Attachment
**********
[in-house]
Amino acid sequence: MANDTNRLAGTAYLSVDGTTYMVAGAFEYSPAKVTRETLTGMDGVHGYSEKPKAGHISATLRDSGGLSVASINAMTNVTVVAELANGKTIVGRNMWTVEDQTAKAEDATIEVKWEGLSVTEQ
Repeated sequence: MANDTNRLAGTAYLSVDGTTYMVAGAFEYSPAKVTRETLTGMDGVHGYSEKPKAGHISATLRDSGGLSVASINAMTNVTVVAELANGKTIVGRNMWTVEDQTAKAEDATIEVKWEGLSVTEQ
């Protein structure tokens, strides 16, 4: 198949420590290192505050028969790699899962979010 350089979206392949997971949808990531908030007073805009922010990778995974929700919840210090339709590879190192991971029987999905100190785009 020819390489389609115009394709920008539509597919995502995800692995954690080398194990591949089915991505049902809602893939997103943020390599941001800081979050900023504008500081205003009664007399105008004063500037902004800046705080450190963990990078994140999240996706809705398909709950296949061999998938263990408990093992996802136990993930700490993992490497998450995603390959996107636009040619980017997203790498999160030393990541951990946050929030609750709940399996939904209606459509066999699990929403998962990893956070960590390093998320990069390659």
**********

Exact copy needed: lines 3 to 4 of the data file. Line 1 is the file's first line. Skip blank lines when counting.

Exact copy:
Repeated sequence: MANDTNRLAGTAYLSVDGTTYMVAGAFEYSPAKVTRETLTGMDGVHGYSEKPKAGHISATLRDSGGLSVASINAMTNVTVVAELANGKTIVGRNMWTVEDQTAKAEDATIEVKWEGLSVTEQ
């Protein structure tokens, strides 16, 4: 198949420590290192505050028969790699899962979010 350089979206392949997971949808990531908030007073805009922010990778995974929700919840210090339709590879190192991971029987999905100190785009 020819390489389609115009394709920008539509597919995502995800692995954690080398194990591949089915991505049902809602893939997103943020390599941001800081979050900023504008500081205003009664007399105008004063500037902004800046705080450190963990990078994140999240996706809705398909709950296949061999998938263990408990093992996802136990993930700490993992490497998450995603390959996107636009040619980017997203790498999160030393990541951990946050929030609750709940399996939904209606459509066999699990929403998962990893956070960590390093998320990069390659």